After you step out of the airport, hold on to your boarding pass. If you’re a member of a frequent-flyer program, but flew on a partner airline, there’s always a chance a hiccup can occur — plus it’s potentially good for taxes.
Photo by tacvbo.
Many airlines let you earn miles through alliances or partnerships. Even though it should be sufficient to give the airline your frequent flyer information, it may still be wise to keep your boarding pass around. John Hamilton, a member of Air France’s Flying Blue program, ran into a problem in getting his Delta miles credited. They required him to have an original copy of the boarding pass even though Delta is a codeshare partner.
I was actually in a very similar situation last year. Continental switched to Sky Alliance, one of the biggest airline alliances in the world. I happened to be in the middle of a trip abroad on a Sky Alliance partner. Even though I gave Asiana Airlines my frequent flier information, I saved my boarding pass. When the miles didn’t appear in my Continental account, I filed a retroactive claim. As a result, I was credited for 9500 miles — and now I always save my boarding pass.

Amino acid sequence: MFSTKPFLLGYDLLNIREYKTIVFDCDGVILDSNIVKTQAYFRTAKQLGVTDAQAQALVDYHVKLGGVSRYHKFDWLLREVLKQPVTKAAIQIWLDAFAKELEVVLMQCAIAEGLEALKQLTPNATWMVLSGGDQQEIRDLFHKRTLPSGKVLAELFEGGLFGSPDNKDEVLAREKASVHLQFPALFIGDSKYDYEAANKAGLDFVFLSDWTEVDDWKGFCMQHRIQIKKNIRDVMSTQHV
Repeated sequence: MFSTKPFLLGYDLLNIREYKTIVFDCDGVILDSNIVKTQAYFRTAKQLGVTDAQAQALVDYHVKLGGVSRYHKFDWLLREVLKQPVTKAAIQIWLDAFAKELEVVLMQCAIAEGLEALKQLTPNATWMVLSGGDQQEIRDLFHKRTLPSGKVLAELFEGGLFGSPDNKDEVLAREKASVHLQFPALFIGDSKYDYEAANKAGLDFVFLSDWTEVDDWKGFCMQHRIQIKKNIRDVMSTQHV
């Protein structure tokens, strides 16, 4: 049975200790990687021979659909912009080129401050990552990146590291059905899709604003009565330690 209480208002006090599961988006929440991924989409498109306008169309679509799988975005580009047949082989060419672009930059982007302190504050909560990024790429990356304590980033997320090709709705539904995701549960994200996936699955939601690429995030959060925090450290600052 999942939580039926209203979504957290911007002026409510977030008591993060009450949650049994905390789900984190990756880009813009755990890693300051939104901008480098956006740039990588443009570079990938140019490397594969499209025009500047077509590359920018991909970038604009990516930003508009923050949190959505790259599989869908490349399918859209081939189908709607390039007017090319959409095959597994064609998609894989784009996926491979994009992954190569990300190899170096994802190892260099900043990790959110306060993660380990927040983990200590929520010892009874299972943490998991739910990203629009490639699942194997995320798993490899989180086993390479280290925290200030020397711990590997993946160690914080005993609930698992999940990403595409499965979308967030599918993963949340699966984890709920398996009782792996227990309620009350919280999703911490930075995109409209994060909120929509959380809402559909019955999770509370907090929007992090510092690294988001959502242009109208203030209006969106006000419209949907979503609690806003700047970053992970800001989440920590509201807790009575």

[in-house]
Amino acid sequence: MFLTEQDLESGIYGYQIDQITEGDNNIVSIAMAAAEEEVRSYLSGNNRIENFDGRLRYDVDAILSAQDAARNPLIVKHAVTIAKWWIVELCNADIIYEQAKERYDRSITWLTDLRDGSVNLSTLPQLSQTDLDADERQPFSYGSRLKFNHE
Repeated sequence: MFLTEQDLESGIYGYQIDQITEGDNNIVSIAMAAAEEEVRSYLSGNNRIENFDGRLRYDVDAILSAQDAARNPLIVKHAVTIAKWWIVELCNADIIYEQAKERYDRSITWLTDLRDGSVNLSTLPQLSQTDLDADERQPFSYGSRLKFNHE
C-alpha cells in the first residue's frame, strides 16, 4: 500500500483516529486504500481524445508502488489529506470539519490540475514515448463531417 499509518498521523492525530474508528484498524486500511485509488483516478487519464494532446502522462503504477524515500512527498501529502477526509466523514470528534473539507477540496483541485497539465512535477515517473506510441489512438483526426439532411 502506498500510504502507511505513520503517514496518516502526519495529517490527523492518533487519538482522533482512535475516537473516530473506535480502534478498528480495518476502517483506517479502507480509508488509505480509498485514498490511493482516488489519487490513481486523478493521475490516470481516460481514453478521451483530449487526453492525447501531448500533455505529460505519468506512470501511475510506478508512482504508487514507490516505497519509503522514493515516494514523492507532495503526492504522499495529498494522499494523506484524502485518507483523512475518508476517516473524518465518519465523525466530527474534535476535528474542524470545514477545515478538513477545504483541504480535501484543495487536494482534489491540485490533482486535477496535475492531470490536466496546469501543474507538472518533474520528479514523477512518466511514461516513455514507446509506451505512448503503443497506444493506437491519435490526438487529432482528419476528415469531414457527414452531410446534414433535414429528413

Another solution, if you prefer to check-in online: Print two copies of your boarding pass so you can retain one for your records. The other one can be used to check-in and to trash (as most people are apt to do).